Scientists all over the world are continually trying to gather data about the environment. Collecting new information is vital to the study and survival of the planet. However, they can’t be everywhere at once. Therefore, projects have been created for you to help the scientists. Citizen Science, according to National Geographic, is “projects in which volunteers and scientists work together to answer real-world questions and gather data.” Here are some projects in which you can get involved.
The study of birds has multiple projects in which you can combine your love of bird watching and helping scientists gather data. The easiest, if you are a bird expert, is simply bird watching and reporting what you see. To participate in a state-wide bird count contact your state’s ornithological society. There is also “ebird”. This online project has a checklist which allows people to report real-time bird sightings. Finally, check out “nest watch.” This online project allows people to monitor and report sightings and locations of birds’ nests.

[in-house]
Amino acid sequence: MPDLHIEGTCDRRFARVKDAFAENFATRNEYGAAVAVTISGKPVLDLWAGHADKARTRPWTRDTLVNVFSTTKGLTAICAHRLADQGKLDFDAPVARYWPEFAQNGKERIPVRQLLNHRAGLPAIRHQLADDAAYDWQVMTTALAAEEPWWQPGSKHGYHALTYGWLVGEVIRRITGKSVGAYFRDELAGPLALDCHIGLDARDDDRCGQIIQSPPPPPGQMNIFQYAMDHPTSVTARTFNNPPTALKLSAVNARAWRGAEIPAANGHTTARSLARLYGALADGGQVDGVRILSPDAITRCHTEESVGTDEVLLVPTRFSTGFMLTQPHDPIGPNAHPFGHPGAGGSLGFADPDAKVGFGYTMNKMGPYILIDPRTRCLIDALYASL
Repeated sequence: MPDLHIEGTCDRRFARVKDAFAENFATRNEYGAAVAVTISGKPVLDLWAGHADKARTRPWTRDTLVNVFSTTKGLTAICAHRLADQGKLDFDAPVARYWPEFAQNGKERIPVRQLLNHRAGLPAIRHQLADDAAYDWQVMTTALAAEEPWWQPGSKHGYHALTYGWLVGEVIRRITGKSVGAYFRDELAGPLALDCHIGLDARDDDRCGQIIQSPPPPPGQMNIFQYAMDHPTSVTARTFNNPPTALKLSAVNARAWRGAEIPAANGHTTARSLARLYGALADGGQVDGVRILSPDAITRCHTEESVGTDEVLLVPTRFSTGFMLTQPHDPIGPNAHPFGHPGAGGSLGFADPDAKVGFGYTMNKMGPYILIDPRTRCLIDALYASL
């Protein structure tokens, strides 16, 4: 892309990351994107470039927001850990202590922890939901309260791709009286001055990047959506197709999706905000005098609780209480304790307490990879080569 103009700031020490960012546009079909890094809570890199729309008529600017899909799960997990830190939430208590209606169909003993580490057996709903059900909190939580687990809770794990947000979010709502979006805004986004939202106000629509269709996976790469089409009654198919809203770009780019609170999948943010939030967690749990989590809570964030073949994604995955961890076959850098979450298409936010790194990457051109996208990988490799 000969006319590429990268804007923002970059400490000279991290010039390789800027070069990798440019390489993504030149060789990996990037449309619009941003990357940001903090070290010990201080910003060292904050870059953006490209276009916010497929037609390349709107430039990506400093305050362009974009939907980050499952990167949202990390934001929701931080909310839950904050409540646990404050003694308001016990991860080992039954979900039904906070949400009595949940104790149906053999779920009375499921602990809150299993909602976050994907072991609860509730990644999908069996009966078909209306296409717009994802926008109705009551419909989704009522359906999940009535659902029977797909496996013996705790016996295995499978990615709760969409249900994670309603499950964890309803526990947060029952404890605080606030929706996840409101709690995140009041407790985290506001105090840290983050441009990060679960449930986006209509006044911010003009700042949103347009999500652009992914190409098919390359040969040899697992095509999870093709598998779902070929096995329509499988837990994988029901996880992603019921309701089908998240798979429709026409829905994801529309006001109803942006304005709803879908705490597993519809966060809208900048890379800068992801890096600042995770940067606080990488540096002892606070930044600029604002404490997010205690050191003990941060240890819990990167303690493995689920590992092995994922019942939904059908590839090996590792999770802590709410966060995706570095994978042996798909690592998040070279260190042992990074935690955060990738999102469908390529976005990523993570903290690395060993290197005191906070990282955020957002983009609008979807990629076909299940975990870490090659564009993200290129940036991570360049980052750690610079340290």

Photographs are sometimes key in scientific study. Therefore, if you enjoy nature photography, than these projects are for you. The “Appalachian Mountain Club,” connects you with scientists that would like your mountain view photographs in order to study air quality and haze pollution. If you prefer plant or animal photos, join the “Great Nature Project.” This project allows you to upload your photos to a global database. This database will document biodiversity and can, therefore, monitor changes in the future. Finally, are you a phone photographer? Then, “iNaturalist” is the perfect app for you. You can upload photos and observations of any living creature around you, and upload to the app. Your finding get shared to the iNaturalist community in order to discuss your findings. All information uploaded is sent to a global biodiversity information facility.
The U.S. Environmental Protection Agency supports various water monitoring programs. Local community volunteers and students can analyze the water, through specific guidelines, and report their data to the respective project. If you live in Hawaii, you can participate in the “Eyes of the Reef Network.” This project targets underwater eco-systems, specifically coral reefs. Volunteers can help monitor coral bleaching and disease and marine invasive species.